As an intern, you will be competing with many others that are in the same position. You are an undergrad student with a summer internship, so is everyone else. So how do you make yourself stand out?
Be authentically interesting
How can I be interesting if I am not interesting?
Everyone, naturally, has something about them that makes them interesting. You may not recognize it at face value, but you have to have something. Think about what you like to do for fun, a passion you have, or a project you worked on. These all add up to make you interesting. For me, something that made me interesting during my internship was my love for baseball. I was able to share this with my manager, my team, and other interns and people knew me as someone who loved baseball.
I don’t want to seem really random in conversations, so how can I show I am interesting?
If you have never interned before, you may be thinking: “my interest has nothing to do with my job, so why does it matter?” That is a fair question. Sometimes you just need to start talking about something fun you did the previous weekend and why it was so fun. That will start a conversation with another employee that can lead to more personal discussions. You don’t need to force your interest into a conversation. It can come organically, but you need to figure out the best way to weave it into your conversation in order to make deeper connections.
I don’t want to share too much about my personal life, so how do I avoid doing that and balance being interesting?
Definitely do not share too much, like how you got too drunk last weekend. Of course, your topic of conversations should be work appropriate. Even though you may think others think your interest may be weird, if it makes you uniquely you, try bringing it up. Being too open about your personal life can seem overly forward and unprofessional, depending on the setting. So make sure to find the right balance of which interests to share.
Why is it important to share my interests?
It will create deeper connections with your colleagues. If you go the whole summer and only talk to your colleagues about work, you are digging your own grave. If you create a connection with your manager that is based on who you are, they will be much more likely to fight for you at the end of the summer to make sure you get an offer to come back. Your personal relationships and connections are key in the business world. And your interests, and you being interesting, are key to fostering these personal relationships. As an undergrad, you have shared your interests in order to build a network of friends. You discuss your interests with friends and they do the same, which creates a cycle of sharing information with one another to build deeper connections. Once you move to Corporate America, there is no reason to stop sharing your interests just because you are in a corporate environment. If you keep sharing your interests, you will be see the benefit.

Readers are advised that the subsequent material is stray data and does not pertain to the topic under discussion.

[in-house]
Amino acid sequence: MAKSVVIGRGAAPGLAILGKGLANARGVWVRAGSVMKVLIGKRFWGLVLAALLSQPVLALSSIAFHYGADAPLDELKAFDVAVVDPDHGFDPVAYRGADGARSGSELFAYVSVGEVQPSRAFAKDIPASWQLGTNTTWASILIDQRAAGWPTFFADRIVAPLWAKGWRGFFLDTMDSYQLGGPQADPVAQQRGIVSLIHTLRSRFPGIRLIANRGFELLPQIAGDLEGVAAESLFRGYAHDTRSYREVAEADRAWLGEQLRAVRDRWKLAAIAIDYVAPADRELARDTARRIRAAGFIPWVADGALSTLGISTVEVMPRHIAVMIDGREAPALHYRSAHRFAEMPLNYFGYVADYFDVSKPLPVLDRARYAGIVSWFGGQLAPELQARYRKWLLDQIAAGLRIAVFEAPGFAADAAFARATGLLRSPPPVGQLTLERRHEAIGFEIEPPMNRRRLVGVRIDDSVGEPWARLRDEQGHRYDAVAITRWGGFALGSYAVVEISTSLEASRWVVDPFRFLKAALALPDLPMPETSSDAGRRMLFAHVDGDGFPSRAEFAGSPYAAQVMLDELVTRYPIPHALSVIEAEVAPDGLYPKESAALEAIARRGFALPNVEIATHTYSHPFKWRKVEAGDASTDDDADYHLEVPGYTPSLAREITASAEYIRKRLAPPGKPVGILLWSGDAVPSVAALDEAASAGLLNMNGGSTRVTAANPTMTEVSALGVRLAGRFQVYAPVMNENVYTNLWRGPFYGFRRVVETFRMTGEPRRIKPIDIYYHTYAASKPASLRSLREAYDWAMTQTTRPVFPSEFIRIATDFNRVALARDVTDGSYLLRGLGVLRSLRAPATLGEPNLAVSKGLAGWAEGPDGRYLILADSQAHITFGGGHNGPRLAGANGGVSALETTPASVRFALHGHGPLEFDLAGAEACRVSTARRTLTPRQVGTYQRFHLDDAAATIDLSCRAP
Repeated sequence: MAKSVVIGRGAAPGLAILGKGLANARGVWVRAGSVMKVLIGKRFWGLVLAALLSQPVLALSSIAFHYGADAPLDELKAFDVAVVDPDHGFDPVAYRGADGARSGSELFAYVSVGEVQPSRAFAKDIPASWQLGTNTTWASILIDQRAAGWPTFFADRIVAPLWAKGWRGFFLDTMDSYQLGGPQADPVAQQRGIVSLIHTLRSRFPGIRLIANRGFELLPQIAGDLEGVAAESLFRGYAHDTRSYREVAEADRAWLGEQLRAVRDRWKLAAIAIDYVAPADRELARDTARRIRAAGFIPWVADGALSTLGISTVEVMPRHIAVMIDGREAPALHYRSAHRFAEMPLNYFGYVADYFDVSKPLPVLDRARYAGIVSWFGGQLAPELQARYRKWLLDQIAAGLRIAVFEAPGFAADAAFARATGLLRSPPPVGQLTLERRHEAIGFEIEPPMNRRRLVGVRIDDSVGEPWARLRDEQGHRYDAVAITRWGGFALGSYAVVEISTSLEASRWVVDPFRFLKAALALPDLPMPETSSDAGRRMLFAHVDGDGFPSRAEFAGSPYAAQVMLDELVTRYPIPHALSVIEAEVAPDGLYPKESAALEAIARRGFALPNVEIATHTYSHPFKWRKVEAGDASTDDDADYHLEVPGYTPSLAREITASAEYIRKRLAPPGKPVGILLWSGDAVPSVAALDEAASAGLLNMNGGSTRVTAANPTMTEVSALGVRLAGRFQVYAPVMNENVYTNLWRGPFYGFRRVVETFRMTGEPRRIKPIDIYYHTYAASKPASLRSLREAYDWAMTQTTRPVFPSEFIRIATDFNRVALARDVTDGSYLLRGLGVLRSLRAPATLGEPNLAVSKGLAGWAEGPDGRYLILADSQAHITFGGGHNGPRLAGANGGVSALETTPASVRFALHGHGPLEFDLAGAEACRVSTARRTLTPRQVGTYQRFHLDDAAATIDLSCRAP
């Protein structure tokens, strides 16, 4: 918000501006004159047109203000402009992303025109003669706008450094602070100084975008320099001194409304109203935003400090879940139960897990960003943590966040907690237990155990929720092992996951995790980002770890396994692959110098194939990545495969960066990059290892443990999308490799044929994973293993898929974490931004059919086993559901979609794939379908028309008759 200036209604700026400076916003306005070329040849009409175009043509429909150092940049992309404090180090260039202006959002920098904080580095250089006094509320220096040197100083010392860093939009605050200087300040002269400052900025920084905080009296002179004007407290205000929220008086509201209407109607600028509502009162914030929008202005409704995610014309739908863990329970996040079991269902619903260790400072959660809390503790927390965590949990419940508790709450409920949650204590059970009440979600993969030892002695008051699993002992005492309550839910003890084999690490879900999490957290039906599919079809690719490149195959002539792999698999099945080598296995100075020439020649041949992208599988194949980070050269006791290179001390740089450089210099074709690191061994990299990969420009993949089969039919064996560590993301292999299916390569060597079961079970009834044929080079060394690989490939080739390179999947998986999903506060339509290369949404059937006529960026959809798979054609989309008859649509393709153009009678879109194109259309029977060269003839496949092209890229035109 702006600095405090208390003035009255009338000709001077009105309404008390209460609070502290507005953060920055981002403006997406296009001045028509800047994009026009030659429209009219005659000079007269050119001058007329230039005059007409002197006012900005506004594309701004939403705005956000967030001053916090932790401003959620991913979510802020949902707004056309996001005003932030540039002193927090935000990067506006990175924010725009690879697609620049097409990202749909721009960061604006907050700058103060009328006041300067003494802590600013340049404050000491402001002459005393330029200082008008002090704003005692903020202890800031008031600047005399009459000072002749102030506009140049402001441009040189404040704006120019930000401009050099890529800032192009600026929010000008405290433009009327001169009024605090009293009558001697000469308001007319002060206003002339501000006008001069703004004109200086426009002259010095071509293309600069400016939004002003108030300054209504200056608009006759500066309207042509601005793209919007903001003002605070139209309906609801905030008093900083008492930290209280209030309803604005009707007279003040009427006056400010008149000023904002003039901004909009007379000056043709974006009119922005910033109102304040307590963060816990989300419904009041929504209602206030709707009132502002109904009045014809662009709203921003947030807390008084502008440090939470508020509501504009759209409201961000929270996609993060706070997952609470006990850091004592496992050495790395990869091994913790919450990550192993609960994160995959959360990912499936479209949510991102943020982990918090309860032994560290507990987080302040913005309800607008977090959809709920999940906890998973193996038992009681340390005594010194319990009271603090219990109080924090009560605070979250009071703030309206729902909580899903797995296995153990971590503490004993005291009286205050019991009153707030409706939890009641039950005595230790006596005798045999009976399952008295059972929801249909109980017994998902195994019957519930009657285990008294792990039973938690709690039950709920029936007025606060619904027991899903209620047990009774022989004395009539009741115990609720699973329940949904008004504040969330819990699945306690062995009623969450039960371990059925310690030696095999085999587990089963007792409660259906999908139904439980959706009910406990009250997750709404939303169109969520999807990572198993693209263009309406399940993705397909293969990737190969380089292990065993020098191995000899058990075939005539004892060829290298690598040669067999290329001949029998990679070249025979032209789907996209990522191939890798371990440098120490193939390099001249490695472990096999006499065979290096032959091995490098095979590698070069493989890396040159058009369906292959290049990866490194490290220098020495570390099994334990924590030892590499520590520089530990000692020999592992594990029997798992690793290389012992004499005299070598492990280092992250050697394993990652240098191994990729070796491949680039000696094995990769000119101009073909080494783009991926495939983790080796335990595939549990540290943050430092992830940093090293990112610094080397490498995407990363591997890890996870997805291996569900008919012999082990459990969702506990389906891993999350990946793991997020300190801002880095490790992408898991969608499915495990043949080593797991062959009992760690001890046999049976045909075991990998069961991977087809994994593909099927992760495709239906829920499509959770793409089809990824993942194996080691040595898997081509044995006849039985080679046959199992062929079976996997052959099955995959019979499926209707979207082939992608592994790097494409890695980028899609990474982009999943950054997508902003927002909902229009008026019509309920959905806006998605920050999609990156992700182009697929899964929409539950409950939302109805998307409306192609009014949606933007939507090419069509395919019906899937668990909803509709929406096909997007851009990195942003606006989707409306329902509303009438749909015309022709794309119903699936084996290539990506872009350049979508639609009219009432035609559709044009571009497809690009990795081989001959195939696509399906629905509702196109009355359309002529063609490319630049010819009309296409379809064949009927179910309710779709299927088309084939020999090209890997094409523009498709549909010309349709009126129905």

Be Better than The Game
What is “The Game?”
It is what I (along with many others) referred to our internship experience. The reason it was dubbed “The Game” is because there was so much run around and competition to one-up the other interns. We were all shooting for the same thing: to get an offer for another internship or full-time position. So it made sense we were being somewhat competitive. But our competitive spirit was misguided.
Why do people play The Game?
The Game, as we played, was all about seeing what others did and doing the same thing, but better. For example, if one intern set up a lunch meeting with a senior manager to learn about their line of business, it was almost certain that 3 other interns would look for another senior manager or director to have lunch with. It's a cycle that spins out of control. Every working moment is spent thinking about what other people are doing and ways to do something larger than the next person. This paranoia is not healthy and leads to a lack of productivity.
Why should I be better than The Game?
Being better than The Game means taking a step back and realizing your situation and surroundings. Just because someone else sets up a lunch meeting does not mean you have to do the same thing. If you authentically want to set up a lunch meeting, do it. But don’t force yourself to do it just because you think it is required. I can say with near certainty that at any internship, the number of lunches you set up will not be deciding factor to your getting an offer to return to the company. Rather than focusing on The Game, channel your time, efforts, and energy into value-adding activities. What is your team working on that you can get your hands on and provide your perspective? Is there a side project you are interested in exploring? Engaging in activities that are valuable for the company and your development will be much more beneficial than taking part in a made-up competition.
How is this related to undergrad?
there are competitions to get into the business school or to get into a fraternity/sorority. You have to go through certain hoops in order to reach the end goal - get in. What did you do to make this happen? You followed the necessary requirements and acted like yourself in order to do your best. You didn’t force yourself to do a specific action based on perception unless it was completely required and mandatory for inclusion into the group or you were authentically drawn to take action. There is no reason not to continue this once you are in Corporate America. The Game is always present, but the setting changes. It is up to you to recognize when The Game is being played and identify the activities that actually provide you and others value.
The 2016 Internship Guide V3 is coming out next Monday, May 2.